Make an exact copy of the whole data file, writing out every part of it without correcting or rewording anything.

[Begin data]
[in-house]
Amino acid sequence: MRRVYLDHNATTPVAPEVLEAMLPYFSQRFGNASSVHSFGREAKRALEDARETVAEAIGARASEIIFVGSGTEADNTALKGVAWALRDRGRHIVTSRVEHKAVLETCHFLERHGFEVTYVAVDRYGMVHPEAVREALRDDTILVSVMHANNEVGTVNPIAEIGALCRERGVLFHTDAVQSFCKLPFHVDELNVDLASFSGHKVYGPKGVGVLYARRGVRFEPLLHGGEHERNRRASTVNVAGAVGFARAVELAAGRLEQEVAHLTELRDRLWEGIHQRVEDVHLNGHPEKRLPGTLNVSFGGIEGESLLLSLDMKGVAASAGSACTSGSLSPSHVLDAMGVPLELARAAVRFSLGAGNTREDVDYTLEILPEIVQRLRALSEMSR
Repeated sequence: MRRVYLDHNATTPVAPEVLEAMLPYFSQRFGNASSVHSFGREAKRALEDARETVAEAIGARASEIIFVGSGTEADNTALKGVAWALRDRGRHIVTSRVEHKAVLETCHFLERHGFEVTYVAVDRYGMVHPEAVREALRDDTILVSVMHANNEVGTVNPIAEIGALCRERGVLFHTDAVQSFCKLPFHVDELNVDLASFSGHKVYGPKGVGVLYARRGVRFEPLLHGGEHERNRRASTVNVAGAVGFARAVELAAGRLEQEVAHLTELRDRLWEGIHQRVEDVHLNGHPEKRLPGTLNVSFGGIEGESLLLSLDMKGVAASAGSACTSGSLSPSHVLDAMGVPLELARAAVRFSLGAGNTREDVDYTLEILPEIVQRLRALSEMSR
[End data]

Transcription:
[in-house]
Amino acid sequence: MRRVYLDHNATTPVAPEVLEAMLPYFSQRFGNASSVHSFGREAKRALEDARETVAEAIGARASEIIFVGSGTEADNTALKGVAWALRDRGRHIVTSRVEHKAVLETCHFLERHGFEVTYVAVDRYGMVHPEAVREALRDDTILVSVMHANNEVGTVNPIAEIGALCRERGVLFHTDAVQSFCKLPFHVDELNVDLASFSGHKVYGPKGVGVLYARRGVRFEPLLHGGEHERNRRASTVNVAGAVGFARAVELAAGRLEQEVAHLTELRDRLWEGIHQRVEDVHLNGHPEKRLPGTLNVSFGGIEGESLLLSLDMKGVAASAGSACTSGSLSPSHVLDAMGVPLELARAAVRFSLGAGNTREDVDYTLEILPEIVQRLRALSEMSR
Repeated sequence: MRRVYLDHNATTPVAPEVLEAMLPYFSQRFGNASSVHSFGREAKRALEDARETVAEAIGARASEIIFVGSGTEADNTALKGVAWALRDRGRHIVTSRVEHKAVLETCHFLERHGFEVTYVAVDRYGMVHPEAVREALRDDTILVSVMHANNEVGTVNPIAEIGALCRERGVLFHTDAVQSFCKLPFHVDELNVDLASFSGHKVYGPKGVGVLYARRGVRFEPLLHGGEHERNRRASTVNVAGAVGFARAVELAAGRLEQEVAHLTELRDRLWEGIHQRVEDVHLNGHPEKRLPGTLNVSFGGIEGESLLLSLDMKGVAASAGSACTSGSLSPSHVLDAMGVPLELARAAVRFSLGAGNTREDVDYTLEILPEIVQRLRALSEMSR